by News Agencies and Israel Hayom Staff
Syrian forces vacate potential targets, Russia pulls vessels from Port of Tartus.
Syrian leader Bashar Assad and Russian President Vladimir
Putin in Moscow, January 2016Photo: Reuters
With a mix of fear and defiance, Syria braced Wednesday for a possible U.S. strike in retaliation for a chemical attack that killed dozens over the weekend.
U.S. President Donald Trump twitter Wednesday that Syria and its ally Russia should "prepare themselves" missiles "will be coming."
The Syrian Foreign Ministry denounced Trump's threat to attack the country as "reckless," saying such belligerent rhetoric was "a danger to international peace and security."
The ministry said that Washington's allegations were "unsubstantiated fabrications and lies" and that the alleged chemical attack is being used as a pretext to target Syria.
"We are not surprised by this reckless escalation from a regime like the one in the United States, which has and continues to sponsor terrorism in Syria," the ministry said, adding that statements from Washington lack "wisdom and logic" and endanger international peace and security.
The statement was the latest in a war of words raging between Washington and Moscow since Saturday's chemical attack on the rebel-held town Douma, just outside Damascus, which killed more than 40 people.
The World Health Organization said about 500 patients showed signs of exposure to toxic chemicals following the Douma attack.
Syria denies such an attack happened.
Trump's threat of retaliatory military action prompted a slew of Russian comments warning that U.S. strikes could trigger a direct military clash between them.
France said it would consider a response with the United States and Britain. Saudi Arabia said it would support a military operation in Syria.
Syrian Government forces vacated strategic potential targets, including air bases around the country in apparent preparation for incoming strikes.
Defense analysts said Syria's attempt to shelter aircraft, perhaps by locating them alongside Russian military hardware that Washington might be reluctant to strike, could limit the damage that the United States and its allies might be able to inflict on Syrian President Bashar Assad's military.
U.S. military officials were frustrated by Trump's decision to confirm – on social media – the nature of the weapons that would be used in a potential strike on Syria.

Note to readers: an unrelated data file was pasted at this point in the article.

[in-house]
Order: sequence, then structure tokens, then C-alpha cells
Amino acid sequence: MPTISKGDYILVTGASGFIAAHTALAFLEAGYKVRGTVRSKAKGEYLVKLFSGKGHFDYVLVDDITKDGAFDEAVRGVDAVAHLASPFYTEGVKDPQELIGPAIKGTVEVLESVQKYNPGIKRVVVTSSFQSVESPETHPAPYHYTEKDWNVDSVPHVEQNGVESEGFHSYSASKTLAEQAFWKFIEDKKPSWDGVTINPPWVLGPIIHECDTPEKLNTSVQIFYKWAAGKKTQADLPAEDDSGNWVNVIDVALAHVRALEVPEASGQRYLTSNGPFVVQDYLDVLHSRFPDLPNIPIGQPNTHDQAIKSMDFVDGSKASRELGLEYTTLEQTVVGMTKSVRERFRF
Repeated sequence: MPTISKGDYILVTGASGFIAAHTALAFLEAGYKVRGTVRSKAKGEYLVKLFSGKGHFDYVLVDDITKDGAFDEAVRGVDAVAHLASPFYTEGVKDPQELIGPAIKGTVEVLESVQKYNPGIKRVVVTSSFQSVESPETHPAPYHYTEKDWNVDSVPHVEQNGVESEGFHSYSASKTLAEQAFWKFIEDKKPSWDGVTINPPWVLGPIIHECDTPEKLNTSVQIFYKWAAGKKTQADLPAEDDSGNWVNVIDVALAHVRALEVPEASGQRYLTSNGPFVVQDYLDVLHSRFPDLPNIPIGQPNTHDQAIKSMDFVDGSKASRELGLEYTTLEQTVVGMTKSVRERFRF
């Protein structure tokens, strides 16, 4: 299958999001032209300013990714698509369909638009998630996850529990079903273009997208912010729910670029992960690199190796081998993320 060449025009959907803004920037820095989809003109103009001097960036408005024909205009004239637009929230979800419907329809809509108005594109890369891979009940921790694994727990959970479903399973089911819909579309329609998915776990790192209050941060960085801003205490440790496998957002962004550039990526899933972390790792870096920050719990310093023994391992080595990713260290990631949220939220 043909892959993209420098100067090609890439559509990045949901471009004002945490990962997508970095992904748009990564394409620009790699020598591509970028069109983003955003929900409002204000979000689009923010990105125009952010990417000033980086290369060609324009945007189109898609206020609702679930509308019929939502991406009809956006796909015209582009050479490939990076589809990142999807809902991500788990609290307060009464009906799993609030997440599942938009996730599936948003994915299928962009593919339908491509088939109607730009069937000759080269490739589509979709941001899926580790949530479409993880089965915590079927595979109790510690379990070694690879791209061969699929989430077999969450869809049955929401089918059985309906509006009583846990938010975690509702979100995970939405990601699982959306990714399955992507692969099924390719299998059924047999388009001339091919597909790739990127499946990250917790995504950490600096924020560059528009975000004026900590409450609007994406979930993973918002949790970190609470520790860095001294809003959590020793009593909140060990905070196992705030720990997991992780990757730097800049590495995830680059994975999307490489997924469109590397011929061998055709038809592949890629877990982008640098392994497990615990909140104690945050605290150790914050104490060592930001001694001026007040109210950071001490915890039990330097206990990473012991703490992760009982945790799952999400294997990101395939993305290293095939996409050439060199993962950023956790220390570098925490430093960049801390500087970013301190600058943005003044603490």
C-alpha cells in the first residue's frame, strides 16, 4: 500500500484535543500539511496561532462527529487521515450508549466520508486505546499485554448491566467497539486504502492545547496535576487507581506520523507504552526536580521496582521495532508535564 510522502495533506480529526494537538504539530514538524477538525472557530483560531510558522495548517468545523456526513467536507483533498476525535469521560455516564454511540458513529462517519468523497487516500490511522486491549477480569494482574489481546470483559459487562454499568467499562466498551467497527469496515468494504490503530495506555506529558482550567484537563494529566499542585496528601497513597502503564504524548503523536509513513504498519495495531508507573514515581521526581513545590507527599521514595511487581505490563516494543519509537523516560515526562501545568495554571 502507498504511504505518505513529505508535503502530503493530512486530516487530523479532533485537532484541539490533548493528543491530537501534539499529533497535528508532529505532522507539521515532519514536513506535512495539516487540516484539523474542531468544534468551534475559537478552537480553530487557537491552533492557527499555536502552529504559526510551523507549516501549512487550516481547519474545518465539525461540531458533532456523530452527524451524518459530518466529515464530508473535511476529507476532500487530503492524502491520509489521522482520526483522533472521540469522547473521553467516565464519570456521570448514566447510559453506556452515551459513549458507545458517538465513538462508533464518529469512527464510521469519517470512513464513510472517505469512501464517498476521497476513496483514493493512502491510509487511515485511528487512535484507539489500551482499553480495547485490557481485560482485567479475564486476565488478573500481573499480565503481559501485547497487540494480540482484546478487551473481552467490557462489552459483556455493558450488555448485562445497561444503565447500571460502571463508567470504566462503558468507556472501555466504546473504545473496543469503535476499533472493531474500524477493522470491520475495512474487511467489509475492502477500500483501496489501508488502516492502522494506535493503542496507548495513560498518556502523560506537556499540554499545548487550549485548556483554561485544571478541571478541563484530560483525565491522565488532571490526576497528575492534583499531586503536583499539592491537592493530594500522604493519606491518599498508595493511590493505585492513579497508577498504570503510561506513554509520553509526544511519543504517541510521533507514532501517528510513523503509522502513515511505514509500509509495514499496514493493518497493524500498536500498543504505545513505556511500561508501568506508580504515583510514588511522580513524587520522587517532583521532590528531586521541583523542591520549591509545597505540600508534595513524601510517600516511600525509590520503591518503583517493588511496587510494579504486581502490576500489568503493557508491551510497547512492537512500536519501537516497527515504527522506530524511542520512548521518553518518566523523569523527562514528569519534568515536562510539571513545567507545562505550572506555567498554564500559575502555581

"By telegraphing our punch so early, you give the Syrians the opportunity to harden themselves as a target and you give them the opportunity to have more time to think through what our potential response might be," said Christine Wormuth, a former undersecretary of defense for policy in the Obama administration.
The Russian military said on Wednesday it had observed movements of U.S. Navy forces in the Persian Gulf. Any U.S. strike would almost certainly involve the navy, given the risk to aircraft from Russian and Syrian air defenses. A U.S. guided-missile destroyer, the USS Donald Cook, is in the Mediterranean, and other naval assets could be used in an attack.
Wormuth said the early telegraphing of U.S. military actions also allowed Syria, Russia and Iran to think about "how they in return might try to fight back against it."
U.S. Defense Secretary Jim Mattis was cautious in his public remarks about Syria on Wednesday, disclosing little about the decision-making process on the issue and saying only that the U.S. was still studying the relevant intelligence.
Social media pages were flush with defiant comments, mostly from government supporters, some lamenting Syria's perpetual conflict while others taunted Trump to go through with his threats.
"They [the U.S.] have threatened us a thousand times. Let them go through with it or shut up," said a participant in an online poll asking if Syrians were afraid of a U.S. attack.
"We have become accustomed to such threats that aim to frighten the Syrian people," said Marwan Ghata, 66, an engineer. "We will not leave our houses and our army is ready to retaliate."
Russia has threatened to retaliate against any U.S. strike in Syria, but satellite images showed Wednesday it has moved almost all of its warships out the Port of Tartus in Syria ahead of a potential attack.
The images, taken by Israeli satellite company ImageSat International shows what ImageSat described as Russia's regular deployment of naval vessels in Tartus, including 11 warships, cargo vessels and submarines.
A second image shows most of those vessels gone on Wednesday, with only one Kilo-class submarine remaining in the Syrian port. The company maintained that the other Russian vessels have been "deployed at sea due to possible near-future strikes."
The Port of Tartus is the main military port in Syria and has been used by Russia since the 1970s.
News Agencies and Israel Hayom Staff
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